By Russell Ackoff and Daniel Greenberg Published June 4, 2008 8:52 p.m.
Education should be a lifelong enterprise, a process enhanced by an environment that supports to the greatest extent possible the attempt of people to “find themselves” throughout their lives.
For too long, we have educated people for a world that no longer exists, extinguishing their creativity and instilling values antithetical to those of a free, 21st century democracy. The principal objective of education as currently provided is to ensure the maintenance and preservation of the status quo—to produce members of society who will not want to challenge any fundamental aspects of the way things are. Traditional education focuses on teaching, not learning. It incorrectly assumes that for every ounce of teaching, there is an ounce of learning by those who are taught. Being taught is, to a very large extent, boring and much of its content is seen as irrelevant. It is the teacher, not the student, who learns most in a traditional classroom.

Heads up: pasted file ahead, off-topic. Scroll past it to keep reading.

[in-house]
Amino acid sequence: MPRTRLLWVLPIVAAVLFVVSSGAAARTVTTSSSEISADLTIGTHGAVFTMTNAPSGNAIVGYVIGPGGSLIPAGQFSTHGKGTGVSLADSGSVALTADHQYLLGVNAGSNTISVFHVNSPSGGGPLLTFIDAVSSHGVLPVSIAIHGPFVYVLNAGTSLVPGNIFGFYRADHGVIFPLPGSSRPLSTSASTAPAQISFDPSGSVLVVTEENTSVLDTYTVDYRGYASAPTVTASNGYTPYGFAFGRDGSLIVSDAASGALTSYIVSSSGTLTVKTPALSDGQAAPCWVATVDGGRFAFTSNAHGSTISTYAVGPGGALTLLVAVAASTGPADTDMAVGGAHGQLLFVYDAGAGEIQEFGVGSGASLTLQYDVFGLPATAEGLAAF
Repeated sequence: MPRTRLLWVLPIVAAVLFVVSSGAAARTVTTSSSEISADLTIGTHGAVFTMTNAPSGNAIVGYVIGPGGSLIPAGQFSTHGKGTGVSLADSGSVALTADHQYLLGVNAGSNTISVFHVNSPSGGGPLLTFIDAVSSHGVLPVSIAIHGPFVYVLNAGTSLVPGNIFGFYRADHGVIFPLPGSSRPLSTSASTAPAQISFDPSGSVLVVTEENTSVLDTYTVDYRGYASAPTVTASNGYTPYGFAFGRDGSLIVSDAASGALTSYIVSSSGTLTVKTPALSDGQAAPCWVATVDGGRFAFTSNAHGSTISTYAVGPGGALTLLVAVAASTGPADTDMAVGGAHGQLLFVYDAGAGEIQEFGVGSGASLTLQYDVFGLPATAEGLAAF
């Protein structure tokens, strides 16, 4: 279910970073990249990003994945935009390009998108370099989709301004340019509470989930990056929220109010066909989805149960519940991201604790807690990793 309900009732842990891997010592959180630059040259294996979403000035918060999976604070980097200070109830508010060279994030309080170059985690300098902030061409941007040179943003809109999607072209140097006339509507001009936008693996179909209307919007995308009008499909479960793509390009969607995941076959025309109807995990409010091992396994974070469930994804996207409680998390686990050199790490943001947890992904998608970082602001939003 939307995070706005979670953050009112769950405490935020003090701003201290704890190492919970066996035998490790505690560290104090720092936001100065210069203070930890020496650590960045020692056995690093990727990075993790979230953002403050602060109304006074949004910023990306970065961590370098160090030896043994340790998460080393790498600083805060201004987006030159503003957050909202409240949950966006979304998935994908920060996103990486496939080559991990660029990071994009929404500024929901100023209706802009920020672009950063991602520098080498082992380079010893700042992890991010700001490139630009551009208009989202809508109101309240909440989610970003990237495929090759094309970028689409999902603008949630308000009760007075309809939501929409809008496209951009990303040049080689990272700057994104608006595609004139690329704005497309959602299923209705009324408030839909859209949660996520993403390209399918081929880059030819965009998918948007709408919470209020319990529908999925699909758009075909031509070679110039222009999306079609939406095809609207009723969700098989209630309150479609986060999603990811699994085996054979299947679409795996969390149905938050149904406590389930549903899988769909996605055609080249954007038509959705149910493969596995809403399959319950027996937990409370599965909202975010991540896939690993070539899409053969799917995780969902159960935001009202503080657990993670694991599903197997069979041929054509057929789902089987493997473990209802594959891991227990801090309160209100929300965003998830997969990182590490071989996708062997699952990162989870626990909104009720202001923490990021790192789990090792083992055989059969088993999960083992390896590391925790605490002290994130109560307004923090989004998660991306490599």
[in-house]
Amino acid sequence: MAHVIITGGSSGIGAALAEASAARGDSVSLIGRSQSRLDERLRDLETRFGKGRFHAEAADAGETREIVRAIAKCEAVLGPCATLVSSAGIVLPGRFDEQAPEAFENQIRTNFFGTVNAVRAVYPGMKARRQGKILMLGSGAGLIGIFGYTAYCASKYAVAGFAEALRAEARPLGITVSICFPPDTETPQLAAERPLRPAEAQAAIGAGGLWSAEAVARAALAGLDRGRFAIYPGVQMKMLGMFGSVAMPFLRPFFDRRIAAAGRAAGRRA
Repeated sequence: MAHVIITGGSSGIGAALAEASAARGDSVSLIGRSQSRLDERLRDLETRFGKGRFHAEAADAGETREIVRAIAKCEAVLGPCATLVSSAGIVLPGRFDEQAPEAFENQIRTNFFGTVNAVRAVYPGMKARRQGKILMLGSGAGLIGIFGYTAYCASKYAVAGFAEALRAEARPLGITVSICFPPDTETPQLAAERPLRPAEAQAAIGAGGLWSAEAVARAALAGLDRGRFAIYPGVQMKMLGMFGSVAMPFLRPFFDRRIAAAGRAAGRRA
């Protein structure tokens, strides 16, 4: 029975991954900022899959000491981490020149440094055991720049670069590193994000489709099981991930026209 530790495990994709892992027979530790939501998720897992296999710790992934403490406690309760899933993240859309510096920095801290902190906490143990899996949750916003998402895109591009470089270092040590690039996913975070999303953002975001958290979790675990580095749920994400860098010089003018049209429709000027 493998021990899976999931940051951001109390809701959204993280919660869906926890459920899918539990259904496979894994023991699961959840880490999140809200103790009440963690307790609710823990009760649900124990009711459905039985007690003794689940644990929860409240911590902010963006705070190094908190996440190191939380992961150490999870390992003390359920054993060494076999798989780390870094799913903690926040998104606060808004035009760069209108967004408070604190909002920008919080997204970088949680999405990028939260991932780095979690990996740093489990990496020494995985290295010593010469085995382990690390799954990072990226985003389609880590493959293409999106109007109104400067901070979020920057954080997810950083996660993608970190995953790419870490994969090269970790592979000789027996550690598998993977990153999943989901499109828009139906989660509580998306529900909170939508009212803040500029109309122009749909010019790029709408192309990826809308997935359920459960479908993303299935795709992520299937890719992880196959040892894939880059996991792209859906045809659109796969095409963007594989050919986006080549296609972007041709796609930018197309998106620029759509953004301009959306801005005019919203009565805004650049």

About Russell Ackoff and Daniel Greenberg | Russell L. Ackoff is Anheuser Busch Professor Emeritus of management science at The Wharton School. He has authored over 20 books and 250 articles, and has conducted research for more than 300 corporations and government agencies. His most recent books include Re-Creating the Corporation, Ackoff’s Best, Redesigning Society, Beating the System, and Idealized Design: Creating an Organization’s Future. Daniel Greenberg is a founding member of the Sudbury Valley School in Framingham, Massachusetts. His books include Free at Last, Kingdom of Childhood, A Clearer View, The Pursuit of Happiness, Legacy of Trust, Worlds in Creation, A New Look at Schools, and Education in America.